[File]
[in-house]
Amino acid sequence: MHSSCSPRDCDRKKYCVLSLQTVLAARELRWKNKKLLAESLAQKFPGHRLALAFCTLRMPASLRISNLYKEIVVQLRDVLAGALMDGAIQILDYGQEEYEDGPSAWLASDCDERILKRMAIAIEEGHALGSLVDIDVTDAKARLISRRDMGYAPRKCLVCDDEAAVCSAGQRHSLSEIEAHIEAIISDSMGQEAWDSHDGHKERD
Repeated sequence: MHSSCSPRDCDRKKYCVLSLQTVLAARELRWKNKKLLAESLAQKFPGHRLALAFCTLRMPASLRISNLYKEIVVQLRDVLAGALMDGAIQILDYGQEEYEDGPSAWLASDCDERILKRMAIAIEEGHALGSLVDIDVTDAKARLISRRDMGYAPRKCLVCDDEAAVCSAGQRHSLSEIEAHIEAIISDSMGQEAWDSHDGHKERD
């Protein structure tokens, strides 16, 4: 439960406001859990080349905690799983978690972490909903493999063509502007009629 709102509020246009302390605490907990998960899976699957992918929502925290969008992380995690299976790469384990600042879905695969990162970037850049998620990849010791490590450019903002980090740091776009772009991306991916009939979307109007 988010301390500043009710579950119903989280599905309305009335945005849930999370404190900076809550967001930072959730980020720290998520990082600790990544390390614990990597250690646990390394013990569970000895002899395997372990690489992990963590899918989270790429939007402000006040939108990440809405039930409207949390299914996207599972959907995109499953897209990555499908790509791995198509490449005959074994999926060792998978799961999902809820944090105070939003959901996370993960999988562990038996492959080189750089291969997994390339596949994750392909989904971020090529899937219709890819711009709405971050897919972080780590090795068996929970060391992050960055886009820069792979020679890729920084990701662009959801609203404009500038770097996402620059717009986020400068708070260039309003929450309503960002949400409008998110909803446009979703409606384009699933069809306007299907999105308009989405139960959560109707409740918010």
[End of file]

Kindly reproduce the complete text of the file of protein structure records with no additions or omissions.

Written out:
[in-house]
Amino acid sequence: MHSSCSPRDCDRKKYCVLSLQTVLAARELRWKNKKLLAESLAQKFPGHRLALAFCTLRMPASLRISNLYKEIVVQLRDVLAGALMDGAIQILDYGQEEYEDGPSAWLASDCDERILKRMAIAIEEGHALGSLVDIDVTDAKARLISRRDMGYAPRKCLVCDDEAAVCSAGQRHSLSEIEAHIEAIISDSMGQEAWDSHDGHKERD
Repeated sequence: MHSSCSPRDCDRKKYCVLSLQTVLAARELRWKNKKLLAESLAQKFPGHRLALAFCTLRMPASLRISNLYKEIVVQLRDVLAGALMDGAIQILDYGQEEYEDGPSAWLASDCDERILKRMAIAIEEGHALGSLVDIDVTDAKARLISRRDMGYAPRKCLVCDDEAAVCSAGQRHSLSEIEAHIEAIISDSMGQEAWDSHDGHKERD
């Protein structure tokens, strides 16, 4: 439960406001859990080349905690799983978690972490909903493999063509502007009629 709102509020246009302390605490907990998960899976699957992918929502925290969008992380995690299976790469384990600042879905695969990162970037850049998620990849010791490590450019903002980090740091776009772009991306991916009939979307109007 988010301390500043009710579950119903989280599905309305009335945005849930999370404190900076809550967001930072959730980020720290998520990082600790990544390390614990990597250690646990390394013990569970000895002899395997372990690489992990963590899918989270790429939007402000006040939108990440809405039930409207949390299914996207599972959907995109499953897209990555499908790509791995198509490449005959074994999926060792998978799961999902809820944090105070939003959901996370993960999988562990038996492959080189750089291969997994390339596949994750392909989904971020090529899937219709890819711009709405971050897919972080780590090795068996929970060391992050960055886009820069792979020679890729920084990701662009959801609203404009500038770097996402620059717009986020400068708070260039309003929450309503960002949400409008998110909803446009979703409606384009699933069809306007299907999105308009989405139960959560109707409740918010």